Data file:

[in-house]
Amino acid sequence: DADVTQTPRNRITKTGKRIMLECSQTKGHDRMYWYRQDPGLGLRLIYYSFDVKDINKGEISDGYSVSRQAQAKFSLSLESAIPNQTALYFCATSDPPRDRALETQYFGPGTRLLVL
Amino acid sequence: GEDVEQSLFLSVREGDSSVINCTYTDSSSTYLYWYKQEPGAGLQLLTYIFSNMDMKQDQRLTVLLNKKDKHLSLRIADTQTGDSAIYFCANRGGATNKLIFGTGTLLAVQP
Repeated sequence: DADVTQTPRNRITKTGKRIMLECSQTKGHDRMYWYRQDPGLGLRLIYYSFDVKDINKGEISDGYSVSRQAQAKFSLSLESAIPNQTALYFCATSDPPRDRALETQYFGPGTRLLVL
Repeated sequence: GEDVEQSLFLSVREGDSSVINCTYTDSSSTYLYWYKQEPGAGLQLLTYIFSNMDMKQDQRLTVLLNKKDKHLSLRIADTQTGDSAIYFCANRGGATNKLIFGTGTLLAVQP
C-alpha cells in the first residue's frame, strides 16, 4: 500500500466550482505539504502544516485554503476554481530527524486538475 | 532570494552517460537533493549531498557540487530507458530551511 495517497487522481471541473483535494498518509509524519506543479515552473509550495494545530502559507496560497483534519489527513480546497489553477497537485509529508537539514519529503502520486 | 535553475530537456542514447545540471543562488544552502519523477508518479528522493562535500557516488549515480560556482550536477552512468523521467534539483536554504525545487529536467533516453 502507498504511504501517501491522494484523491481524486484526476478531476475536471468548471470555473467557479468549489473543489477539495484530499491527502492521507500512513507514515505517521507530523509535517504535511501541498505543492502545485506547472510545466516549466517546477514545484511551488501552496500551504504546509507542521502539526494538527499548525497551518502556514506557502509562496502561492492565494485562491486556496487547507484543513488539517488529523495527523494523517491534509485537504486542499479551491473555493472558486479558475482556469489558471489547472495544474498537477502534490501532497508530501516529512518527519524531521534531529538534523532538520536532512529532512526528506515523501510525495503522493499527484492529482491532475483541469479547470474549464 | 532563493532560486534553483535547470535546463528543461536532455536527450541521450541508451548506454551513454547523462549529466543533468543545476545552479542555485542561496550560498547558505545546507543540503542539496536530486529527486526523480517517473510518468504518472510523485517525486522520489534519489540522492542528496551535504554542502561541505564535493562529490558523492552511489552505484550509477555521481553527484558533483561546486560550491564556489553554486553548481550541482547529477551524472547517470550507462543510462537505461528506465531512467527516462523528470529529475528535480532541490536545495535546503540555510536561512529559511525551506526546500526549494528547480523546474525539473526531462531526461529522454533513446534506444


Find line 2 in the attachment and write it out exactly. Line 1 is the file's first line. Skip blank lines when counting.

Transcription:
Amino acid sequence: DADVTQTPRNRITKTGKRIMLECSQTKGHDRMYWYRQDPGLGLRLIYYSFDVKDINKGEISDGYSVSRQAQAKFSLSLESAIPNQTALYFCATSDPPRDRALETQYFGPGTRLLVL